I first became aware of Dudley Moore when I saw 10 and Arthur, two hugely successful films of my youth that are no longer well remembered (though Arthur is still funny, albeit politically incorrect in the extreme—it seems we are no longer allowed to laugh at drunks). I had no idea at the time that he was already famous in England and among American Anglophiles for appearing in Beyond the Fringe, a 1960 stage revue of which I then knew nothing. To me he was an amusing film actor whose career petered out with appalling rapidity not long after the release of Arthur, and that, for the moment, was that.
I did, however, know from 10 that Moore was a very fine mainstream jazz pianist, and when I finally caught up with Beyond the Fringe long after the fact, I discovered that he was also a classical-music parodist of something not unlike genius. Fortunately for posterity, Beyond the Fringe was filmed for TV and has since been carved up and posted on YouTube, and so it is now possible both to see and hear some of Moore’s stupendously ingenious musical mimicry.
I wrote in this space about “Little Miss Britten,” Moore’s parody of Benjamin Britten and Peter Pears, when it first surfaced on the web six years ago:
I sent it to an opera coach who plays a lot of Britten, and she promptly wrote back, “This is the funniest thing I’ve ever, ever seen.” I might add that she loves Britten’s music. So do I—and so did Moore, who claimed that he wrote “Little Miss Britten” “out of absolute love and admiration for Britten and with no malice aforethought at all.” Alas, it won’t make any sense unless you know the original, but if you do, you’ll laugh so hard as to run the risk of self-injury.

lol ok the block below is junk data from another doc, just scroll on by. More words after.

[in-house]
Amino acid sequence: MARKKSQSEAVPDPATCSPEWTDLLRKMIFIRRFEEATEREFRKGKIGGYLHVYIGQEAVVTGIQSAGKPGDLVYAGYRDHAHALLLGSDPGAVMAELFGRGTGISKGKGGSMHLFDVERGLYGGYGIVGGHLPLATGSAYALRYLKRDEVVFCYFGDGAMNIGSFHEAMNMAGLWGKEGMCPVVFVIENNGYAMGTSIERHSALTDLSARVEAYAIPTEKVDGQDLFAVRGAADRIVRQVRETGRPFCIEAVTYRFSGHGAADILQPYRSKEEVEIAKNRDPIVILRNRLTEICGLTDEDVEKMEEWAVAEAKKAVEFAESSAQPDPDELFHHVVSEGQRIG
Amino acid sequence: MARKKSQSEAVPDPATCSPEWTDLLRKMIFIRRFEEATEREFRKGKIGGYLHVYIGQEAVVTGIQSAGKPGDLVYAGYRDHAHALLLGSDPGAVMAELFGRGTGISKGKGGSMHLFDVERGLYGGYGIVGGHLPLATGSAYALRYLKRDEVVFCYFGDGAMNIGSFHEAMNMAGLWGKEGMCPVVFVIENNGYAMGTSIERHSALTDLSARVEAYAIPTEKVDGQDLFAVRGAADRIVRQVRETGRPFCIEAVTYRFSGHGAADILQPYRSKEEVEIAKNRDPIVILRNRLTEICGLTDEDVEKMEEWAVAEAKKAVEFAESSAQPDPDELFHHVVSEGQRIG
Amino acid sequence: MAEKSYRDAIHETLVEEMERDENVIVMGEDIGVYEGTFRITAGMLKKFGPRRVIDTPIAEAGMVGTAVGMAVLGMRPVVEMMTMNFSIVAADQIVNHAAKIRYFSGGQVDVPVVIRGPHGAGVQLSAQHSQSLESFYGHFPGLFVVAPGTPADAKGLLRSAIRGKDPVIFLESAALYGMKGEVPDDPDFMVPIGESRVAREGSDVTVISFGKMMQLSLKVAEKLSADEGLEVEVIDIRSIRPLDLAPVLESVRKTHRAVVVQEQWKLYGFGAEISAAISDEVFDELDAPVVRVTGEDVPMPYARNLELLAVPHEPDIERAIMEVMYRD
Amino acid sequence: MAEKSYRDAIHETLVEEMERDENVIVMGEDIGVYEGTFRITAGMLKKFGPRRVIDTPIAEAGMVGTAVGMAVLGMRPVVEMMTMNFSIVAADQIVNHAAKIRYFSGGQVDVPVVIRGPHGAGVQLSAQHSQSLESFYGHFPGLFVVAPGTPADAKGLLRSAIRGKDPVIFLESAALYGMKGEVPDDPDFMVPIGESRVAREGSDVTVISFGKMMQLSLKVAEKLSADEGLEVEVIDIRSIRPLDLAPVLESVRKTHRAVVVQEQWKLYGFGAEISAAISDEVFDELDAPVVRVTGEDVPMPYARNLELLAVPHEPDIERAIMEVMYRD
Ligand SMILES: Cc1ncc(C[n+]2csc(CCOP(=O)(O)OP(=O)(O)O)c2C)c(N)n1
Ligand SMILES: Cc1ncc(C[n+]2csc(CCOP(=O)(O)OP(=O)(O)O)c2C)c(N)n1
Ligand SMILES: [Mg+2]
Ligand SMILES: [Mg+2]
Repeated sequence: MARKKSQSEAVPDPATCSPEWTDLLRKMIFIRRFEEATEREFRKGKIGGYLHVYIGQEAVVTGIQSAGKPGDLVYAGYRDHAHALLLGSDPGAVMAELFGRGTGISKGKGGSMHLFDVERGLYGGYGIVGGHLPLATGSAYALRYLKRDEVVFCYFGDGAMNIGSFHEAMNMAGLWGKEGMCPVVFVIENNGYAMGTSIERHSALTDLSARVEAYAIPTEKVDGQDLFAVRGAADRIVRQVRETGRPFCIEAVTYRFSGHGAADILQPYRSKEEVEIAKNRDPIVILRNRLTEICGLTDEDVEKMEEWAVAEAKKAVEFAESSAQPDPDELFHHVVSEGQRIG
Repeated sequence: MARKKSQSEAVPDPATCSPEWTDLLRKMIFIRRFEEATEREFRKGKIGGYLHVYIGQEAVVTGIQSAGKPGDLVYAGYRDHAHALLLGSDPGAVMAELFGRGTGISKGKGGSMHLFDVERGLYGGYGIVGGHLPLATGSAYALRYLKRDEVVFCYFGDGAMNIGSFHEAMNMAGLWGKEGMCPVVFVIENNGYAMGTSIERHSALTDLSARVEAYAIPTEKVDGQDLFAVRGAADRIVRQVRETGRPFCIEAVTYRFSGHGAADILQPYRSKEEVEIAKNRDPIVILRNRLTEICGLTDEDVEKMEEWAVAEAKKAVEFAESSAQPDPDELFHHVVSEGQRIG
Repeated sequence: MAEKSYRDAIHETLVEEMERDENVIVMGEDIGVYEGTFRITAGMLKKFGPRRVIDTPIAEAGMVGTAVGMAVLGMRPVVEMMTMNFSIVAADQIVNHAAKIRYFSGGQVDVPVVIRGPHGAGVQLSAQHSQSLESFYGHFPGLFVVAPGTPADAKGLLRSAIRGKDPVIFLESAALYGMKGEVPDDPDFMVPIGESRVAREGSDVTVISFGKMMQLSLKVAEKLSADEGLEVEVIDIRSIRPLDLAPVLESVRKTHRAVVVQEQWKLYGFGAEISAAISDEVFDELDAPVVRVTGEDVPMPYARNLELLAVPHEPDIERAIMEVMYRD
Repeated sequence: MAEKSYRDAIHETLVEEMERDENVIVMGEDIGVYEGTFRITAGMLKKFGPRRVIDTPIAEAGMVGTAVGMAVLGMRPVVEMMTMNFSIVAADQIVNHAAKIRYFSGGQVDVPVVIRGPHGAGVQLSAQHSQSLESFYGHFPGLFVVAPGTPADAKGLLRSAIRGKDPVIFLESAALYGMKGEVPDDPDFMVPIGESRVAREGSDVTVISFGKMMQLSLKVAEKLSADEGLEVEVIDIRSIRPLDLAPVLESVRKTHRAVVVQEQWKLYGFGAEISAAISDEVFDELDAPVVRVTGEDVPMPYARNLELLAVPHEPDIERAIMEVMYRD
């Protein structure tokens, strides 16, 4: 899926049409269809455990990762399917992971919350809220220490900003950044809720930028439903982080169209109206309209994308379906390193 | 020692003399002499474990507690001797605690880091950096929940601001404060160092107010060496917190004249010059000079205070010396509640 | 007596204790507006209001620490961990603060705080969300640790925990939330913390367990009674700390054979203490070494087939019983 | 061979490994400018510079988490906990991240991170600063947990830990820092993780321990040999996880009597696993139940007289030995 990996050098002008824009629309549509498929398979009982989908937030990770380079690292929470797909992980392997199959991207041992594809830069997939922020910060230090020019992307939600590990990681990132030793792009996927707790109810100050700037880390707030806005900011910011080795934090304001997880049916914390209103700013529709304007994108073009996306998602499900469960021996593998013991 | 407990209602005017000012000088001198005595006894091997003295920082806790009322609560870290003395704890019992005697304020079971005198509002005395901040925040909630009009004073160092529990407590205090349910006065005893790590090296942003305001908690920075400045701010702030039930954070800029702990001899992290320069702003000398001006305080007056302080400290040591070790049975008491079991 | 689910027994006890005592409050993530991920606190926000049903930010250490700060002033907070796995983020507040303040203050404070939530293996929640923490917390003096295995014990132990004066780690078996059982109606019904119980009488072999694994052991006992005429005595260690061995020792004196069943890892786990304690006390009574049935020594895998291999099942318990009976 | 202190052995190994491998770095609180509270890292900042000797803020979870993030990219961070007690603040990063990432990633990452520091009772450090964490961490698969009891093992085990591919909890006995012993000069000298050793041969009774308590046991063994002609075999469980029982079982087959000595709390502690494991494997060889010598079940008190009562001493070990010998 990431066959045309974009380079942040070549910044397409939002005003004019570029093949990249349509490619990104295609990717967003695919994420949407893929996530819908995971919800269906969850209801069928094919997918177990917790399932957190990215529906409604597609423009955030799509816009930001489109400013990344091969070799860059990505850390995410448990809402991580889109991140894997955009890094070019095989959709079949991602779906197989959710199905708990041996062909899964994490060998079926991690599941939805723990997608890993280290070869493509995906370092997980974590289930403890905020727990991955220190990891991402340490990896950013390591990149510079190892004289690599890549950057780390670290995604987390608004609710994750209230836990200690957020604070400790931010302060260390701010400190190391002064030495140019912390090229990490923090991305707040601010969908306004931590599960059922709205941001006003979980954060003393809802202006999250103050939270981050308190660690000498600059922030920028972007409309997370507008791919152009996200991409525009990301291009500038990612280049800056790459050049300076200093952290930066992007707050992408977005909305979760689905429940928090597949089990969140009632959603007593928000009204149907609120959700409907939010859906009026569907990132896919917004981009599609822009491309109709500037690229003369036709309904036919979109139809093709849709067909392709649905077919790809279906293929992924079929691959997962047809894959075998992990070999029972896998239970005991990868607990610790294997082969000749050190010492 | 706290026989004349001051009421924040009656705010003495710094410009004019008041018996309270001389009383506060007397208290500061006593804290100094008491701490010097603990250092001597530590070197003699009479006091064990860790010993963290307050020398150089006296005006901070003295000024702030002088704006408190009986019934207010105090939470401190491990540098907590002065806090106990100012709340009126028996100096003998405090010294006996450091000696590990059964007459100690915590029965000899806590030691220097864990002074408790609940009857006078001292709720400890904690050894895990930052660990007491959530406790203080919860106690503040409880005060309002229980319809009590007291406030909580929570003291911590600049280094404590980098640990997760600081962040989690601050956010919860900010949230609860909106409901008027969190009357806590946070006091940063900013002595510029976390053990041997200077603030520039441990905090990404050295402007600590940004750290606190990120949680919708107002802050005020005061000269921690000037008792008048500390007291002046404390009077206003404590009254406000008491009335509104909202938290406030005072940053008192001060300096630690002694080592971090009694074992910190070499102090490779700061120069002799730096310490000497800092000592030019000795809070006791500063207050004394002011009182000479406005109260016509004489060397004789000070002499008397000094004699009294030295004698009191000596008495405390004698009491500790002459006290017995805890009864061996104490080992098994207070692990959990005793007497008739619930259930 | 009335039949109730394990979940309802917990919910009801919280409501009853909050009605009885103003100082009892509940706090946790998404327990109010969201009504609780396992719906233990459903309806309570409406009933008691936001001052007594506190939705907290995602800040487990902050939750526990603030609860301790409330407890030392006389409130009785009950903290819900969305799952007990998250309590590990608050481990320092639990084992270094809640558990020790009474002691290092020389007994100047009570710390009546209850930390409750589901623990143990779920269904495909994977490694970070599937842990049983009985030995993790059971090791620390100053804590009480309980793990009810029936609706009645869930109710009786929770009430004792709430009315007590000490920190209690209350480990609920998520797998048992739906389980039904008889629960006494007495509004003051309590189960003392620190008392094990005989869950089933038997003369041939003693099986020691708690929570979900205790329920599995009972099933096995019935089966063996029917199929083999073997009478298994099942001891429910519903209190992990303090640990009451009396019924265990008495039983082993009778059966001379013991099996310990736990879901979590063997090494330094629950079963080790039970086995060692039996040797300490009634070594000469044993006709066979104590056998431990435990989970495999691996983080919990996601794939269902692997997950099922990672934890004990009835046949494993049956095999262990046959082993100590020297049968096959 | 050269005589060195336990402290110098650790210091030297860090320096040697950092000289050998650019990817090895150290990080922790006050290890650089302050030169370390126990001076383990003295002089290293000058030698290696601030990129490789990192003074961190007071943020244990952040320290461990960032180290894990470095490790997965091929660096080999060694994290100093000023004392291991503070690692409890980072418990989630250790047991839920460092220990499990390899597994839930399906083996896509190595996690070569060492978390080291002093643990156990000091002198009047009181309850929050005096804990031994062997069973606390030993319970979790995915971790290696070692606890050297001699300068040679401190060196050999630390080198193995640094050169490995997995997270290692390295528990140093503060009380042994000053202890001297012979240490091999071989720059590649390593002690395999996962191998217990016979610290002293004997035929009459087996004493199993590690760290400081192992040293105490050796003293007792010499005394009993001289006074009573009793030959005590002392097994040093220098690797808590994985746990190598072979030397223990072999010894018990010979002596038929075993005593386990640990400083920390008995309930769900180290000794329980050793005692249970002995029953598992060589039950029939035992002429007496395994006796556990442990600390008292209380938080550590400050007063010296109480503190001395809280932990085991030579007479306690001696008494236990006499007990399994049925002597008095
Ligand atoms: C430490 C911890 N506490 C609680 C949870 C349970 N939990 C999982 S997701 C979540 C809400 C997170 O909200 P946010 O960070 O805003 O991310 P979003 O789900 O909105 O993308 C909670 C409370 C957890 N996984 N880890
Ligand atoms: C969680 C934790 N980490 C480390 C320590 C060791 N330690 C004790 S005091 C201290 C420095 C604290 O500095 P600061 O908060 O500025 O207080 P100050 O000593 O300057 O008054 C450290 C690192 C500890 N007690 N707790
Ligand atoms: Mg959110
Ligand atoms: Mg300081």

(Would that Britten had found it funny, too, but he had no sense of humor whatsoever when it came to himself, and is said to have been deeply offended.)
What I find especially interesting in retrospect is that Beyond the Fringe was successful in England and America, where it ran for 667 performances on Broadway and made semi-stars out of Moore, Alan Bennett, Peter Cook, and Jonathan Miller, who in due course became sufficiently well-known to the public at large to be invited to appear as the mystery guests on a 1962 episode of What’s My Line? Arlene Francis identified them after just six questions, an accurate index of their notoriety.
It flabbergasts me to think me that so unabashedly eggheady a show as Beyond the Fringe became a Broadway hit, much less that a man capable of spoofing Britten and Pears with such wickedly knowing precision could ever have become a movie star, however briefly. I’ve had a lot to say over the years about middlebrow culture, but I doubt there’s a more powerful demonstration of what it once meant than the career of Dudley Moore, who died in 2002, gravely ill (he had a degenerative disorder of the brain) and largely forgotten. He deserved better, and still does.
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Dudley Moore performs “Little Miss Britten” and “The Ballad of Gangster Joe,” from Beyond the Fringe:
Dudley Moore performs “Colonel Bogey” in the style of a Beethoven piano sonata, from Beyond the Fringe:
The Dudley Moore Trio plays “Just in Time” on British TV circa 1965. Pete McGurk is the bassist, Chris Karan the drummer: